First Gen sells assets to cut debt burden

The highly leveraged power generator raises $105 million by selling 60% of its hydro-power unit to affiliate EDC.
Philippine power producer First Gen Corp has sold a majority stake in its wholly owned hydro-power subsidiary to another one of its units, reaping total cash proceeds of about $105 million. The money will be used to pay down debt, a key priority for First Gen which is highly leveraged and has bridge loans of just over $410 million coming due next month.

Concern about its ability to re-finance this debt has kept the companyÆs share price under pressure and year-to-date the stock is down 75%, which according to Bloomberg makes it the fifth worst performer among the 32 stocks in the benchmark index. As of the end of June, First Gen had $820 million of current liabilities and $1.6 billion of long-term debt on its balance sheet, versus $1.2 billion of equity.

The use of asset sales as a means to raise cash is expected to become more common as the global loan market remains constrained due to the ongoing credit crunch that has made banks reluctant to lend both to one another and to companies other than their most solid clients. And while this transaction doesnÆt qualify as true M&A (since it is essentially a transfer of assets within the same group) it certainly fits in with the de-leveraging theme that is spreading around the world.

The Lopez family, which controls First Gen, two months ago sold its controlling interest in the North Luzon Expressway for $278 million for similar reasons, although that transaction also helped to re-focus the groupÆs operations on power generation.

According to an announcement filed with the Philippine stock exchange, First Gen will sell 60% of First Gen Hydro Power Corp, which operates the 112MW Pantabangan-Masiway hydroelectric power complex, to Energy Development Corp. First Gen bought a 40% controlling stake (it comes with 60% of the voting power) in EDC, the dominant developer of geothermal power projects in the Philippines, from the government in November last year û an acquisition that has put a lot of strain on its balance sheet (the $410 million worth of bridge loans dates back to this transaction) and which has also disappointed in terms of market performance with the share price having slid below Ps5 from the acquisition price of Ps9.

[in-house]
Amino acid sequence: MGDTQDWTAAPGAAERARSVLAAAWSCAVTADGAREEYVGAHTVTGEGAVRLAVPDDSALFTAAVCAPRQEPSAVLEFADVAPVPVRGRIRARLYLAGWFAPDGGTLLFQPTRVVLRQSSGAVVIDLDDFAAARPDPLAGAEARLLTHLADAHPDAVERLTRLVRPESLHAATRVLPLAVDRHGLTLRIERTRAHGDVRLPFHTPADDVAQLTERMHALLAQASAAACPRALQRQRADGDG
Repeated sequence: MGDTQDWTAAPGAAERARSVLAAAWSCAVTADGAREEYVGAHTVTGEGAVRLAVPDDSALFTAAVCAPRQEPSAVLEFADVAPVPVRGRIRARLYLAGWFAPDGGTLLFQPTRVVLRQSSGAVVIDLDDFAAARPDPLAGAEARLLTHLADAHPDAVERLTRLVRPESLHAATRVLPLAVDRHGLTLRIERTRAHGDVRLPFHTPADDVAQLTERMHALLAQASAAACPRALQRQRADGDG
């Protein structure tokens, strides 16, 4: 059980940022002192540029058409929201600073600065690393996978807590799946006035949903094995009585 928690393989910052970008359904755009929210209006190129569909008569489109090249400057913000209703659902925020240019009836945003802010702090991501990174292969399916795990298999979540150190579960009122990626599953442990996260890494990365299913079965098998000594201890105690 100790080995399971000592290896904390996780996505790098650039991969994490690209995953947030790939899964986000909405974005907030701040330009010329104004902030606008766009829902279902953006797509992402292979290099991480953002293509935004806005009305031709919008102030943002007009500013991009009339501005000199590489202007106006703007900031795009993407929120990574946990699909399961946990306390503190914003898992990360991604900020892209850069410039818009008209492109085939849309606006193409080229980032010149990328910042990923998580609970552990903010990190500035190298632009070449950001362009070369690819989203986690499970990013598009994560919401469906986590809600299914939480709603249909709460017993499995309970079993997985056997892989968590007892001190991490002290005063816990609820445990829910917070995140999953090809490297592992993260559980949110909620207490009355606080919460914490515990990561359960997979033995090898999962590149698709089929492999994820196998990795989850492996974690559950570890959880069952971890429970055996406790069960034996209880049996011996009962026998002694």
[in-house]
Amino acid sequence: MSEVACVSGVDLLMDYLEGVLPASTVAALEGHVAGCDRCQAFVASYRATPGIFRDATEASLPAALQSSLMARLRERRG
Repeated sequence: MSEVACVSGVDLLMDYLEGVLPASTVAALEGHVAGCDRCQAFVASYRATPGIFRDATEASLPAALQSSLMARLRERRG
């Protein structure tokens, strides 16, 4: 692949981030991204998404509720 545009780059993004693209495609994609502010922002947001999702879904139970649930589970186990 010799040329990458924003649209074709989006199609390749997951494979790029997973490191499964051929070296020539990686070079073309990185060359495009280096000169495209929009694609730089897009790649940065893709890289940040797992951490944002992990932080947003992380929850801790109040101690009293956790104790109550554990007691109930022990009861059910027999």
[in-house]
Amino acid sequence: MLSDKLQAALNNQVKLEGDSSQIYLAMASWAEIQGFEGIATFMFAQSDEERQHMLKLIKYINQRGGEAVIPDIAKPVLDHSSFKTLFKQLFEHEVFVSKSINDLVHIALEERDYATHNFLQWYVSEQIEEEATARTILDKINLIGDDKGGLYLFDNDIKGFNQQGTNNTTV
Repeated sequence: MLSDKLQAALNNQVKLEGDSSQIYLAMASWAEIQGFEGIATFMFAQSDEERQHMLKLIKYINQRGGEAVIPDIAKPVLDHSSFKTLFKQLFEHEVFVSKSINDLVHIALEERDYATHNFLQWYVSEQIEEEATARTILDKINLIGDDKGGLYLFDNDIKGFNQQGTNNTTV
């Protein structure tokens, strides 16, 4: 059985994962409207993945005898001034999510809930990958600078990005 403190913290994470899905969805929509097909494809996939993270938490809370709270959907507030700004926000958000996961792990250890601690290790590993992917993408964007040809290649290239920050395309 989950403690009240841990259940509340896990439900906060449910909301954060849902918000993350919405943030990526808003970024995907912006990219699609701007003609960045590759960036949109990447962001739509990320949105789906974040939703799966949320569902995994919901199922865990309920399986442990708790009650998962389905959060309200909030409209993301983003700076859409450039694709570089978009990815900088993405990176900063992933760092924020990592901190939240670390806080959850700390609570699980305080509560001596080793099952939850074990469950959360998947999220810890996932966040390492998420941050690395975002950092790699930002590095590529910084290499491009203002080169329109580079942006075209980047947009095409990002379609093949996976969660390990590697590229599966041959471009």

Until now, market participants have seen few catalysts that could change this negative trend, which has been at least partly underpinned by a perceived lack of growth opportunities. The hope is that the acquisition of First Gen Hydro will help lift EDCÆs profile and valuation by injecting an asset that not only allows the greenfield company to expand its focus beyond just geothermal energy, but which has growth potential as well.

ôThis is not just about adding 112MW of power. The reservoir means the hydro plant can expand without having to build a new dam and there will be internal organic growth over the next five years. So EDC becomes a company offering stability with growth rather than just stability, while keeping its green profile,ö says Stephen CuUnjieng, vice-chairman for Southeast Asia at Macquarie, which advised EDC on the deal.